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Jewish World Review Feb. 15, 2002 / 4 Adar, 5762

Phil Perrier

Phil Perrier
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Consumer Reports

Another piece of Americana bites the dust -- I USUALLY don't pay much attention to business stories in the news but this story is different.

A major national chain of department stores has filed for Chapter 11 bankruptcy protection. This is particularly alarming considering that after filing for Chapter 11 most chain stores close faster than you can say Woolworths. We will call the chain JMart. Perhaps for some Americans this announcement does not mean much. For people who live in Beverly Hills or Martha's Vineyard this is just another story on the financial pages, I however, grew up in the South, where the cultural significances of JMart cannot be overstated.

In many small Southern towns JMart is the very vortex of the community. People meet at JMart, they sell their cars there, they use it as a point of reference, all directions start with "Do you know where JMart is?"

For teenagers, particularly in towns with no mall, the JMart parking lot is the village green. And, everyone, absolutely everyone in town shops at JMart. Women get up at five in the morning so they can get there when it opens and buy the new Bambi doll for their niee, or the latest Tickle Me Waldo or whatever kids can't live without this year.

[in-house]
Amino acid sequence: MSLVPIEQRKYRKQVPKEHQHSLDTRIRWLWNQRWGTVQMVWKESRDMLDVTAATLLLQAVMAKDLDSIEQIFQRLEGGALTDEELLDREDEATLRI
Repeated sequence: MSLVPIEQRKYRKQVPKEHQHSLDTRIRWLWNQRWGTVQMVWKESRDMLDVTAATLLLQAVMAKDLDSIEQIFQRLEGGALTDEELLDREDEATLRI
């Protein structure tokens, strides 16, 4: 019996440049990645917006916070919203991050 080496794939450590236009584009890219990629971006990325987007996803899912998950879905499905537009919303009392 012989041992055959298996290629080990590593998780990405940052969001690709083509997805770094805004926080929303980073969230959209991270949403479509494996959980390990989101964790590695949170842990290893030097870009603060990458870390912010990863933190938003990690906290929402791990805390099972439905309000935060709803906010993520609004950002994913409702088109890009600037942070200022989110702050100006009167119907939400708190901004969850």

Once you get used to shopping at JMart there are all sorts of things that you start going there for; phone cards, film, batteries, CDs. Pretty soon you realize that the same stuff you buy at the mall at inflated airportesque prices you can get at JMart for pennies on the dollar.

Some people actually get snobby when you tell them you shop at JMart.

Well pardon me, Trevor, but if you must go to the Galleria and pay $48 for a pair of sweat socks, knock youself out! ... Meanwhile, I'll go to JMart and get a 10-pack for $4.99... and here's the kicker- they are the SAME SOCKS!

I kind of like the reverse snobbery of shopping at JMart. If you want to see real Americans, go to JMart. You will see the backbone of this country. And sometimes you will see the backbone of this country opening up a can of whip-ss on its unruly offspring. JMart, is famous for its don't-ask-don't-tell policy regarding corporal punishment. If you think about it, it makes sense.

Women like to shop for hours, meanwhile, nothing is more agonizing for a little kid than being with her mom when she's shopping; eventually from boredom and frustration they freak out and cross the Threshold of Doom and mom, instinctively enraged by being disturbed while shopping, is forced to apply the first handy item- perhaps a spatula or a windshield wiper or a Tickle Me Waldo to the fanny of the offending child.

I have never seen another shopper protest. If someone spanked their little "Dylan" at a department store in Marin County they would probably be drowned in tofu on the spot.

Not at Jmart, pal.

Nope. JMart customers will simply walk by, cast an approving smile at mom, and go about our shopping. We may even lend encouragement, "Atta girl!" or "Put your back into it!"

Because corporal punishment fits with the values of we JMart shoppers, we understand that children need healthy "boundaries" to develope properly.

And nothing creates boundaries like seeing your mother, slobbering with rage, coming at you with a toilet seat.

JWR contributor Phil Perrier is a Los Angeles-based writer and stand-up comic. Comment by clicking here.


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© 2001, Phil Perrier